I'm quite a newbie to history and politics so a sentence from Huxley surprised me (it might not be surprising for you). In Brave new world revisited (1958) he writes:

It is a pretty safe bet that, twenty years from now, all the worlds over-populated and underdeveloped countries will be under some form of totalitarian rule – probably by the communist party.

I have three questions:

  • How can communism be totalitarian?
  • Is there any simple way to see how communism leads to totalitarian governments?
  • Was Huxley right (are South American countries mostly under totalitarian-communist governments?)?

4 Answers 4


Huxley lays out four terms:

  • over population

  • under development

  • communist party (not communism)

  • totalitarian

We must also add your term:

  • communism

All these terms are politically charged. Their meanings are debated, and the debate has been around advancing current political conflicts.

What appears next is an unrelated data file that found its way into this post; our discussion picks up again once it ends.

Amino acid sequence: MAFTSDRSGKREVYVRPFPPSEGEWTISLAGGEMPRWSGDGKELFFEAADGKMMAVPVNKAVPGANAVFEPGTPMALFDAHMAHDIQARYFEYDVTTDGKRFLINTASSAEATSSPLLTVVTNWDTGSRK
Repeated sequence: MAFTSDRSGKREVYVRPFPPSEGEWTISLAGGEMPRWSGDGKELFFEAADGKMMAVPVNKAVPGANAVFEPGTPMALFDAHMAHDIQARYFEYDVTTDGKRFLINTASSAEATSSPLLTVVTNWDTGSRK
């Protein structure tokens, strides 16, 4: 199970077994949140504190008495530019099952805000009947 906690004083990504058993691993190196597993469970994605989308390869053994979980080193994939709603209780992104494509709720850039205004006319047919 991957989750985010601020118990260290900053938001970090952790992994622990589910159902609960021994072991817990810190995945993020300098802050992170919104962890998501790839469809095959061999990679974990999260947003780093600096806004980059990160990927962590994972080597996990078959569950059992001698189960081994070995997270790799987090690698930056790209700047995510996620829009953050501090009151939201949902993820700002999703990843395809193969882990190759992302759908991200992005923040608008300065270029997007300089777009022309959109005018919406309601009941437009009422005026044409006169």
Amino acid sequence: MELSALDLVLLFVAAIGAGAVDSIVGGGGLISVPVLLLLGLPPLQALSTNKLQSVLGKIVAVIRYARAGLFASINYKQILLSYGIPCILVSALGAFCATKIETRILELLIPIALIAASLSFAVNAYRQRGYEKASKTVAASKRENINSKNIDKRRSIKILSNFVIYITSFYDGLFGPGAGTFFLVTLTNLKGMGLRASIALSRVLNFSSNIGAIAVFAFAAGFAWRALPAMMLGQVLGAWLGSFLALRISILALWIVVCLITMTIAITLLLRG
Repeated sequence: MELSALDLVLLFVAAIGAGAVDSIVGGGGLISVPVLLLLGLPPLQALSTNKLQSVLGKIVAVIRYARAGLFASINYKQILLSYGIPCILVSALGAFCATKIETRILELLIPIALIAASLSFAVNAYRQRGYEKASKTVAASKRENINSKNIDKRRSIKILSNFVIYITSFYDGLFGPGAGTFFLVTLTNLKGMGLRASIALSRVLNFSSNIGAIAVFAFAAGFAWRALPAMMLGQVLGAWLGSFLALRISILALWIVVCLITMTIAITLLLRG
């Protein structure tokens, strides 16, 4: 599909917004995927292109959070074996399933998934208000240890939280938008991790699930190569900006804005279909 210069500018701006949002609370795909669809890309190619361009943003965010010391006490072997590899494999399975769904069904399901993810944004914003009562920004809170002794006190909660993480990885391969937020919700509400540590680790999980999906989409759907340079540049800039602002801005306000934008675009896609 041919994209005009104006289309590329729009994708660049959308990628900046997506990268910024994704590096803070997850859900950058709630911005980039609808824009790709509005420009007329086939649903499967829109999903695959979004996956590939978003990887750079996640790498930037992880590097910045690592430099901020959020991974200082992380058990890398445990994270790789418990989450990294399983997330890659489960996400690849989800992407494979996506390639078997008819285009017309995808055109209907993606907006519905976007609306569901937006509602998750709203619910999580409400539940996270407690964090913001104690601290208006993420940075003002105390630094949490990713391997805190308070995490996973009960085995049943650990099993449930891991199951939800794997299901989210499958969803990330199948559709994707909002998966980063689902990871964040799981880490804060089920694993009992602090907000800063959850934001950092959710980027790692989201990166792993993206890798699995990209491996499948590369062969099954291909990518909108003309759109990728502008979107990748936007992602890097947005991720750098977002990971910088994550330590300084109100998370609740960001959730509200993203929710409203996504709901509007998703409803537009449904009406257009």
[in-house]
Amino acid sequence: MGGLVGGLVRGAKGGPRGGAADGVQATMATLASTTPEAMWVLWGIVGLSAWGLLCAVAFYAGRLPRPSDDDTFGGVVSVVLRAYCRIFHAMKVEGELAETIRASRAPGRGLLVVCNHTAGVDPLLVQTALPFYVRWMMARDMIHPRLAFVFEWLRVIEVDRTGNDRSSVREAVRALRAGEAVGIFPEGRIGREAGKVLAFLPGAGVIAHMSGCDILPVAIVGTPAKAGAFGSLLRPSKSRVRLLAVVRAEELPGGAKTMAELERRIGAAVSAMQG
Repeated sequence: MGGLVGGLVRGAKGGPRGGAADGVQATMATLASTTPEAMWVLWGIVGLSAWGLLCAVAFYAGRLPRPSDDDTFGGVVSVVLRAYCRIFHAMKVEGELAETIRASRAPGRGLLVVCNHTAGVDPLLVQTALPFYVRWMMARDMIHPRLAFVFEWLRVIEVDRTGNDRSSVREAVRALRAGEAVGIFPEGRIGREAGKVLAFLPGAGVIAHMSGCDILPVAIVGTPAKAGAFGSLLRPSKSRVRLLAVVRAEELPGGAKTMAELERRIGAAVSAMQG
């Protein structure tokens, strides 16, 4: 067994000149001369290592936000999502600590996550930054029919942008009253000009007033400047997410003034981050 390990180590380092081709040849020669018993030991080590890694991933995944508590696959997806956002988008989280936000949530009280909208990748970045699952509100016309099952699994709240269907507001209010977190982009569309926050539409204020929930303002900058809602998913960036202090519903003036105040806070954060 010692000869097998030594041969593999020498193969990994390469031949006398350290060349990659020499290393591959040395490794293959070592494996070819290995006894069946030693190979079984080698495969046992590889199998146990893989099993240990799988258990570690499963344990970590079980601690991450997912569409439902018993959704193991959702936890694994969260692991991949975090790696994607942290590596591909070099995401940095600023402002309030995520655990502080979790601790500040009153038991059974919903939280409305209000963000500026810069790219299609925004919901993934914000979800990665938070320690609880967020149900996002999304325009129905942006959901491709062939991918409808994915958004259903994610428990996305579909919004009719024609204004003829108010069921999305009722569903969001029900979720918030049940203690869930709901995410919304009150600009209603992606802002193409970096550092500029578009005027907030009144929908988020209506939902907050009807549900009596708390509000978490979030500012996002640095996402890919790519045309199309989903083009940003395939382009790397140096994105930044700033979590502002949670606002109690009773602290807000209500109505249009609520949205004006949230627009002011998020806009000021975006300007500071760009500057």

How can communism be totalitarian?

Communist parties, being in 1958 Stalinist style parties including the Chinese party, were widely believed to be “totalitarian” in Huxley’s society. This meant that people believed the communist party “totalised” all social relationships under party supervision. There are problems with this term, such as “my dictator is merely authoritarian, your dictator is disgustingly totalitarian.” The term is also descriptive rather than theorised. It is a terribly poor match for the way actual party power operated in Stalinist societies, where nomenklatura power was as bottom up as top down.

Communism, being a hypothesised post-scarcity classless society, is not liable to totalisation.

Communism, being the actual societies of the states of Central Europe and East Asia controlled by Stalinist type parties, meets the descriptive term’s meaning adequately—noting again that the term is a poor one.

Is there any simple way to see how communism leads to totalitarian governments?

Some scholars accuse that the project of communism, the project of working class self emancipation, necessarily requires the working class to become a totalising agent: to repress all other classes and to repress itself. This is as speculative as communism itself.